The Cabaret Law and parallel provision in the City’s Zoning Resolution have evolved over time. This section provides pointers to the history from 1926 to present.
Historian Burton Perreti’s 2007 well researched history of New York City nightlife includes a detailed 10-page background of the 1926 Cabaret Law which refutes any claim that the law was directed at Harlem, jazz, and interracial nightclubs. For Mayor Walker, the Cabaret Law was intended primarily to provide a closing time of 3:00 AM and was intended to bring the new nightlife under effective government oversight.
A New York Times article from June 30, 1926 describes Mayor Walker’s debating the proposed Cabaret Law curfew and providing contemporary color as to “running wild” and “visitors from outside the city” creating disturbances. The contemporaneous account undermines the implied view that the preamble to the enacted law establishes racism.
Constitutional Law Attorney and Counsel for Plaintiffs in Chevigny and Festa Cases book on the Cabaret Law and litigation to eliminate restrictions against music.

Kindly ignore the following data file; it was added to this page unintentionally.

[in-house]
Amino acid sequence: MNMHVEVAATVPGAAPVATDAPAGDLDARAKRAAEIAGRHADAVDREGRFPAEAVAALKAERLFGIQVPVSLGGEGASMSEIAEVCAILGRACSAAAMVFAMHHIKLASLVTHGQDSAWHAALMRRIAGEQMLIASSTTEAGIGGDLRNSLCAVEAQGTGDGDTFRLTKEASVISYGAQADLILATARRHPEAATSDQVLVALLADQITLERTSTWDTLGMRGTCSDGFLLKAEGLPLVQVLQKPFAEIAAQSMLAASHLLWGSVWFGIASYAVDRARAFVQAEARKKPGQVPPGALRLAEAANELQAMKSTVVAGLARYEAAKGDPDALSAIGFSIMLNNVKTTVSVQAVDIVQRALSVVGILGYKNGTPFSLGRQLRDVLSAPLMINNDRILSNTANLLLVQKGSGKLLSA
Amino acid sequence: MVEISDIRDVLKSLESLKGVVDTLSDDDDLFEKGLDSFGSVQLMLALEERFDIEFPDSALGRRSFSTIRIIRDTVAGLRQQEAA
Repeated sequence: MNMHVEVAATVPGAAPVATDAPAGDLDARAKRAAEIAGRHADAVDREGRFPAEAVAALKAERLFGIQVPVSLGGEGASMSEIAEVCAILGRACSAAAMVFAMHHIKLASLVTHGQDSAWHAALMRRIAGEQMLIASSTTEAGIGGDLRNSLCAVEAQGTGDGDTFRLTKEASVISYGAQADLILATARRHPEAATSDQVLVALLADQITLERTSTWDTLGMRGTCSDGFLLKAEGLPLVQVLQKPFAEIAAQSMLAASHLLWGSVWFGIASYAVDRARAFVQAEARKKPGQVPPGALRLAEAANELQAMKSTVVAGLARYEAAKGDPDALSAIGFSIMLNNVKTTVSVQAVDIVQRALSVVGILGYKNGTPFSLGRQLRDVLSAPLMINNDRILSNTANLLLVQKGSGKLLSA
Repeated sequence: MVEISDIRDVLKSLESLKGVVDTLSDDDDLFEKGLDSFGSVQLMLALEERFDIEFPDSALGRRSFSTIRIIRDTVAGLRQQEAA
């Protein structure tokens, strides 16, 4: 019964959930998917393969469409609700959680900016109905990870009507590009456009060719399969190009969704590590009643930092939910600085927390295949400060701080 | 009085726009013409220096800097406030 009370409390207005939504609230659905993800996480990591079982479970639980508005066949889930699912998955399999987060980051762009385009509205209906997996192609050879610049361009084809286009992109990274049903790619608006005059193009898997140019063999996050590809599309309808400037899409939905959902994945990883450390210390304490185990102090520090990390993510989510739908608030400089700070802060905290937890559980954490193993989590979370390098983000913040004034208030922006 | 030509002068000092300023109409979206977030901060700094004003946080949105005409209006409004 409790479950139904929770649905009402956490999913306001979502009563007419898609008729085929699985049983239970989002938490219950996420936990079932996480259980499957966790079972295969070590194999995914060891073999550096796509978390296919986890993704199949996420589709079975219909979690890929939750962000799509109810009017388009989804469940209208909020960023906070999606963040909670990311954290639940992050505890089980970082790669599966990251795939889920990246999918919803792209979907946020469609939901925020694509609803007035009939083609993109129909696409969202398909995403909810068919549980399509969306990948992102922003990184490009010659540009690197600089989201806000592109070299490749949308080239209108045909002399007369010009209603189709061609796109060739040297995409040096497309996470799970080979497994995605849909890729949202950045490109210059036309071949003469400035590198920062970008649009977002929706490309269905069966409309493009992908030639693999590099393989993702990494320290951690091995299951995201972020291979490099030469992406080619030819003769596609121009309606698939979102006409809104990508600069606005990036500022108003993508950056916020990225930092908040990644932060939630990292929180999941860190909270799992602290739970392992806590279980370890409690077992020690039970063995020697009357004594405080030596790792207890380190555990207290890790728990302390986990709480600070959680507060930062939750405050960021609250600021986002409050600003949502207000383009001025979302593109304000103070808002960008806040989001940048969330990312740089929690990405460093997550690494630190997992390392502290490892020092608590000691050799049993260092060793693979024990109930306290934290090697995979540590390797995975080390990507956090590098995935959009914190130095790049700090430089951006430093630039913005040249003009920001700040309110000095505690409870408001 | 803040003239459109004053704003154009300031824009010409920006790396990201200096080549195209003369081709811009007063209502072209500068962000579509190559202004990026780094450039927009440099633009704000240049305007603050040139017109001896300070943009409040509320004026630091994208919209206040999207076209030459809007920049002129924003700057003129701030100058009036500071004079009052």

Memorandum and Order of Judge Roslynn R. Mauskopf, United States District Court of the Eastern District of New York declining to dismiss the Muchmore complaint against the City, and, among other findings, declined to find that social dancing was unprotected expressive conduct. p 31.
Letter Motion to Intervene as Amicus Curiae,
Muchmore’s Amended Complaint – falsely represented that the thee musician and type of instrument limitations were in the original Cabaret Law.
in 2004, John Festa and other social dance teachers challenged the constitutionality of the zoning resolution restrictions against dancing, winning in the trial court (Supreme Court), but reversed on appeal “Recreational dancing is not a form of expression protected by the federal or state constitution ” Litigation brought by Paul Chevigny.
Those continuing to claim that he 1926 Cabaret Law was intended to target jazz, Harlem clubs, and interracial clubs evidence classic confirmation bias, and continue to maintain this belief despite evidence that the belief is false. An example is the interpretation of the reference to Runnin’ Wild in the comments prefacing the Council adoption of the Law.